Why does my baby fuss at the breast and what can I do about it?

Combining breast and bottle feeding
  • Your breast milk flows differently to milk  from a bottle. Baby needs to suck for a few moments at the breast to stimulate the milk flow – this contrasts with the instant milk flow from a bottle teat. Combining breastfeeding with bottle feeding can lead to baby fussing at the breast due to a preference to the faster, easier bottle.

→ Avoid mixing breastfeeding and bottle feeding unless absolutely necessary whilst you’re getting started with breastfeeding. If you do need to mix feed choose a bottle teat that’s better suited to breastfeeding babies (a slow flow teat that requires baby to create suction for the milk to flow and not a teat that simply pours freely and requires no effort from baby). ** Needing to regularly give baby a bottle is not a normal part of breastfeeding. See a Lactation Consultant if you are experiencing difficulty in making enough milk for your baby. They can also give you great tips to combining breast and bottle more easily.

Pain or Illness
  • It’s important for baby to be comfortable to feed well. Perhaps his recent birth has caused some bruising on his head or neck? Has he just had his immunisations and feeling a little ‘off’? Is baby teething? Does he have a fever or early signs of illness and seems less interested in feeding than normal? Does baby look to be in pain or vomit after feeds?

→ Immunisations, teething or illness are short-lived causes for fussy feeding. Do your best to remedy baby’s discomforts and hang in there for a few days until the symptoms pass. Discomfort directly associated with feeding can make every feed stressful and difficult for both mum and baby. If you feel baby is physically uncomfortable at the breast for other reasons your Lactation Consultant will be able to help you find a more comfortable position and recommend other health practitioners to help your baby’s comfort.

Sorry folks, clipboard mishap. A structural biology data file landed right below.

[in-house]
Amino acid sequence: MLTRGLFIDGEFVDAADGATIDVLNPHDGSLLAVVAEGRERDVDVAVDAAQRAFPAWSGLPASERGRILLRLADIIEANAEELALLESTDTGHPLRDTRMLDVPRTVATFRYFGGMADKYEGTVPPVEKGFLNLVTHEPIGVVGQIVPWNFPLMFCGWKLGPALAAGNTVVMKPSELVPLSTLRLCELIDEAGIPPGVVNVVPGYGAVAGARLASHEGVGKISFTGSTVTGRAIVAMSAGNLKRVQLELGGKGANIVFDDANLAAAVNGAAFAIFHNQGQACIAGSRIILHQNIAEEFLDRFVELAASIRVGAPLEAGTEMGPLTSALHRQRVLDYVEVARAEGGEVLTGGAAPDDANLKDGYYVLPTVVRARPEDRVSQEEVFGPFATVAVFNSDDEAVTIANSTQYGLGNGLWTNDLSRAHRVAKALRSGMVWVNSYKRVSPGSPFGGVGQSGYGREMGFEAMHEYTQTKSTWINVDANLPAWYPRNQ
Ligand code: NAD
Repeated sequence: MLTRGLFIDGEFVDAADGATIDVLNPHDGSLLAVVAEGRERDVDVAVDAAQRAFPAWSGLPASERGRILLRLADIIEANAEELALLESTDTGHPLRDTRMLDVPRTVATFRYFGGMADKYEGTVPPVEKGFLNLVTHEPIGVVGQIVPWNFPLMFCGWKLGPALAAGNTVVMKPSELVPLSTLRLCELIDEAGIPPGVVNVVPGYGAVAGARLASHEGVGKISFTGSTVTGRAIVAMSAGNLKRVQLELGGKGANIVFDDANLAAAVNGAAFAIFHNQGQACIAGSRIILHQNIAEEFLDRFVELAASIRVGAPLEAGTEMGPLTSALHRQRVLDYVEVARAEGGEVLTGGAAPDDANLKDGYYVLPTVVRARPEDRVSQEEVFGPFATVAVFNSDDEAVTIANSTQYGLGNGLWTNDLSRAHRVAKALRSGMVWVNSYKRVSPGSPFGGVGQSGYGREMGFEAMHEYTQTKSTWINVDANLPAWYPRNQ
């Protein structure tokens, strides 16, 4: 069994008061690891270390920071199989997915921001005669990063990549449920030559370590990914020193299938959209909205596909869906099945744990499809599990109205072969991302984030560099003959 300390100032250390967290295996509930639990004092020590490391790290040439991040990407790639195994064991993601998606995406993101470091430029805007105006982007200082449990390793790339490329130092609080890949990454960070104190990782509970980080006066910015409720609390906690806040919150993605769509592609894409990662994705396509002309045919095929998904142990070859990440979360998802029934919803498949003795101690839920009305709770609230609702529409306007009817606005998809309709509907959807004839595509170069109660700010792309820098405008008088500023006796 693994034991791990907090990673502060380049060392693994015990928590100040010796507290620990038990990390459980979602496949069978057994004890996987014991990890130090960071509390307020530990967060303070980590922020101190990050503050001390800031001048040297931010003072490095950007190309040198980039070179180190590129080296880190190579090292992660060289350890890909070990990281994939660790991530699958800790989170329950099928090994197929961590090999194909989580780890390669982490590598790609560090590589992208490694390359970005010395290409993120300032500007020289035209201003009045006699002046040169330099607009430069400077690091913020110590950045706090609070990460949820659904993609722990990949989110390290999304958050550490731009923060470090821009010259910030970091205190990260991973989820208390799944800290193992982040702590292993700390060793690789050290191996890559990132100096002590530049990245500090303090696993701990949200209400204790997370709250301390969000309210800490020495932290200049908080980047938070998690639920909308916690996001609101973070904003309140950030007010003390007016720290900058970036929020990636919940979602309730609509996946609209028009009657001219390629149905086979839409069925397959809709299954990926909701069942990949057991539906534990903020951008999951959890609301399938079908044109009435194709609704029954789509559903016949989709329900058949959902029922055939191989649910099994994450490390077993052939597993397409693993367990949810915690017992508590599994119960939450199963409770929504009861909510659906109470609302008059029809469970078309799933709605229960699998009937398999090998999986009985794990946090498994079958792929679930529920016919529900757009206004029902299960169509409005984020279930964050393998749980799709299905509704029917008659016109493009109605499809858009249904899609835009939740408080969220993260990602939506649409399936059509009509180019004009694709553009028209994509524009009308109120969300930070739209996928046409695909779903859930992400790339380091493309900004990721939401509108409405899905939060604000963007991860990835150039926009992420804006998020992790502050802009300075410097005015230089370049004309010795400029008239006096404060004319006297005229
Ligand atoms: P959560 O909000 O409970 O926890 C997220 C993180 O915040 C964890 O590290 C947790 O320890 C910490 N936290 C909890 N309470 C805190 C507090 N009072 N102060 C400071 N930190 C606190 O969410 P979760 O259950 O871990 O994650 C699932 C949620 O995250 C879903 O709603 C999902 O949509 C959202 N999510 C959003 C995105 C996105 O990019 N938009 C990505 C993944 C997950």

Fussing at the breast is your baby’s way of saying “Stop!”. It is not always easy to work out why. Offering the breast when you sense baby is or should be hungry is always OK. But let your baby decide whether to accept or decline the offer. If he pushes away try not to feel rejected and offer again in a short time. If you’re concerned about your baby consult your doctor, health nurse or lactation consultant for further support.

Rowena Gray is a mother to 3 young daughters, nurse, midwife and International Board Certified Lactation Consultant (IBCLC) and has been both a consumer and giver of copious amounts of breastfeeding advice!  She is the author of ‘Born to Breastfeed – the first six weeks and beyond’. Described as having your very own personal Lactation Consultant on your bookshelf, its easy to read layout includes trouble-shooting tables to help you match your baby’s behaviour to what is happening with breastfeeding.  

Born to Breastfeed – the first six weeks and beyond is available in bookstores, online (www.borntobreastfeed.com.au; www.thebookdepository) and is also available as an e-book through amazon.

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